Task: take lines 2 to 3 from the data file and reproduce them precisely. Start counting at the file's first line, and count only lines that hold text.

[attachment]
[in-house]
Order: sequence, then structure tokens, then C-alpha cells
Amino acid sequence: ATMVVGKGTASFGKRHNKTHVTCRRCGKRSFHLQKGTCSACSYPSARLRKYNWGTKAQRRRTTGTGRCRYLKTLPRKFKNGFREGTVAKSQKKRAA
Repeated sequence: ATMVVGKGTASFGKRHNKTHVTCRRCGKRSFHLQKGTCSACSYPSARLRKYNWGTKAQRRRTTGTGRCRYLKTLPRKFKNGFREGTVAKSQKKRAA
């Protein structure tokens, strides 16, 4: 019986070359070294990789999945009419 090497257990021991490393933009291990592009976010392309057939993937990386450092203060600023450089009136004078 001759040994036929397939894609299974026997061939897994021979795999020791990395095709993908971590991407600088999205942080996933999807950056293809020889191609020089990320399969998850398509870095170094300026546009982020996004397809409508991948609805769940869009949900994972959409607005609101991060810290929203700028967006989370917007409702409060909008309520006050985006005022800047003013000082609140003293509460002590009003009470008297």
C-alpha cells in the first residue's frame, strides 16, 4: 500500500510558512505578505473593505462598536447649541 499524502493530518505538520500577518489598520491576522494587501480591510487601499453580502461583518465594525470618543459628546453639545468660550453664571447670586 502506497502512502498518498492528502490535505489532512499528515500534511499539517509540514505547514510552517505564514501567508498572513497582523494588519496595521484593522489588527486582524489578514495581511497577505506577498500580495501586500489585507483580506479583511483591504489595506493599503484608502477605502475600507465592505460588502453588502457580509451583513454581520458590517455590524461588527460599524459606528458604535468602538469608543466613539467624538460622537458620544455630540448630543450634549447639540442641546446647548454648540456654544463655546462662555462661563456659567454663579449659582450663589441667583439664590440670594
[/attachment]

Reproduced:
Order: sequence, then structure tokens, then C-alpha cells
Amino acid sequence: ATMVVGKGTASFGKRHNKTHVTCRRCGKRSFHLQKGTCSACSYPSARLRKYNWGTKAQRRRTTGTGRCRYLKTLPRKFKNGFREGTVAKSQKKRAA